People with the most severe traumatic injuries have a significantly better chance of survival if they receive care at a level I trauma center rather than a level II center, according to new findings. The findings, though not surprising to researchers, are the first to document this difference between level I and level II centers.
Researchers studied 12,254 trauma patients with specific injuries associated with high mortality and poor functional outcomes. All patients had at least one of the following severe injuries: aortic, vena cava, iliac vessels, cardiac, or grade IV/V liver injuries; quadriplegia; or complex pelvic fractures.
The overall mortality rate was 25.3% at level I centers, compared with 29.3% at level II centers. But when researchers took injury severity into account, mortality rates at level I centers were nearly 20% lower than at level II centers. Patients' functional abilities at discharge were also better when they were treated at level I centers.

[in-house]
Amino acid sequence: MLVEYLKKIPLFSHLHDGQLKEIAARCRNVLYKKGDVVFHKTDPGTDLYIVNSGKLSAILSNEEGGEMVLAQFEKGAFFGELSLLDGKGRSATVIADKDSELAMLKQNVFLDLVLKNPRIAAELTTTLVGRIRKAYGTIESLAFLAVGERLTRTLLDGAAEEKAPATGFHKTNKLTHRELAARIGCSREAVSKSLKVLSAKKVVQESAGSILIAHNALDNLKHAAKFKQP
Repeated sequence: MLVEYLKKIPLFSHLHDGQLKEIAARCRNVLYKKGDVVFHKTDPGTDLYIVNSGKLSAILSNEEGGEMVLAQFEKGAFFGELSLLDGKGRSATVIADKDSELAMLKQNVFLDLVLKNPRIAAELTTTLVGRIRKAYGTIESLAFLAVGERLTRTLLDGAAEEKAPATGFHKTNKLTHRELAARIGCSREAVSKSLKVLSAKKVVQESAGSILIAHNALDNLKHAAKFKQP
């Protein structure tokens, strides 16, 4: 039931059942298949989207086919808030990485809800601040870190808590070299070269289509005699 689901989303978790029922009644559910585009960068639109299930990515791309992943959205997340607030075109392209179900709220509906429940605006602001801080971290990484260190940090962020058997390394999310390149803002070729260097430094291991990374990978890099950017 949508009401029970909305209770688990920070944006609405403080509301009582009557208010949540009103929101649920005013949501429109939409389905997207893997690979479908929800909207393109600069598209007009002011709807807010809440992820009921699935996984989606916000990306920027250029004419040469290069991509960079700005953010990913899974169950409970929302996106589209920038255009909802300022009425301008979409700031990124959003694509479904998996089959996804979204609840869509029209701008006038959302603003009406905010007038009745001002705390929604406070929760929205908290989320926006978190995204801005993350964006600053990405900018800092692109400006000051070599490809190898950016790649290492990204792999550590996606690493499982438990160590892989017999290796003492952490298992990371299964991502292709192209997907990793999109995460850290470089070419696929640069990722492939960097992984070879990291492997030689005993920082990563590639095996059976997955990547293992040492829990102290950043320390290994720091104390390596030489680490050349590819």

Researchers say their findings support triaging patients to trauma centers according to level of center accreditation. The severe injuries that are best treated at level I centers comprise only about 1% of all trauma admissions, so both levels of care are essential for an effective trauma care system.
The effect of trauma center designation and trauma volume on outcome in specific severe injuries, Annals of Surgery, D Demetriades, et al., October 2005.